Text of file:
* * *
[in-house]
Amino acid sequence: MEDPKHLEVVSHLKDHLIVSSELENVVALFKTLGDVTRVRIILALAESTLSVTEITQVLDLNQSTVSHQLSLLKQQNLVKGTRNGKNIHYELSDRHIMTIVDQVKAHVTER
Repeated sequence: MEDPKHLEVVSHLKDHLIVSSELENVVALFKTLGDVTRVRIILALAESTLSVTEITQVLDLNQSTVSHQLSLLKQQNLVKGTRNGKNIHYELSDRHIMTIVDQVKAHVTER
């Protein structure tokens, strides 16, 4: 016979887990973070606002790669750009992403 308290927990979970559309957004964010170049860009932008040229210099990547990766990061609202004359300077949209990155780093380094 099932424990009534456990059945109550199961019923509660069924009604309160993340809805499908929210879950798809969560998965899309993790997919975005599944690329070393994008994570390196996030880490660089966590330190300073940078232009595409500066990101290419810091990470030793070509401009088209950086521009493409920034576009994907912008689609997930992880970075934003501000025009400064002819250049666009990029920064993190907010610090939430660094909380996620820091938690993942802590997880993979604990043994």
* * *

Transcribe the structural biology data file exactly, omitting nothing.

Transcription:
[in-house]
Amino acid sequence: MEDPKHLEVVSHLKDHLIVSSELENVVALFKTLGDVTRVRIILALAESTLSVTEITQVLDLNQSTVSHQLSLLKQQNLVKGTRNGKNIHYELSDRHIMTIVDQVKAHVTER
Repeated sequence: MEDPKHLEVVSHLKDHLIVSSELENVVALFKTLGDVTRVRIILALAESTLSVTEITQVLDLNQSTVSHQLSLLKQQNLVKGTRNGKNIHYELSDRHIMTIVDQVKAHVTER
């Protein structure tokens, strides 16, 4: 016979887990973070606002790669750009992403 308290927990979970559309957004964010170049860009932008040229210099990547990766990061609202004359300077949209990155780093380094 099932424990009534456990059945109550199961019923509660069924009604309160993340809805499908929210879950798809969560998965899309993790997919975005599944690329070393994008994570390196996030880490660089966590330190300073940078232009595409500066990101290419810091990470030793070509401009088209950086521009493409920034576009994907912008689609997930992880970075934003501000025009400064002819250049666009990029920064993190907010610090939430660094909380996620820091938690993942802590997880993979604990043994």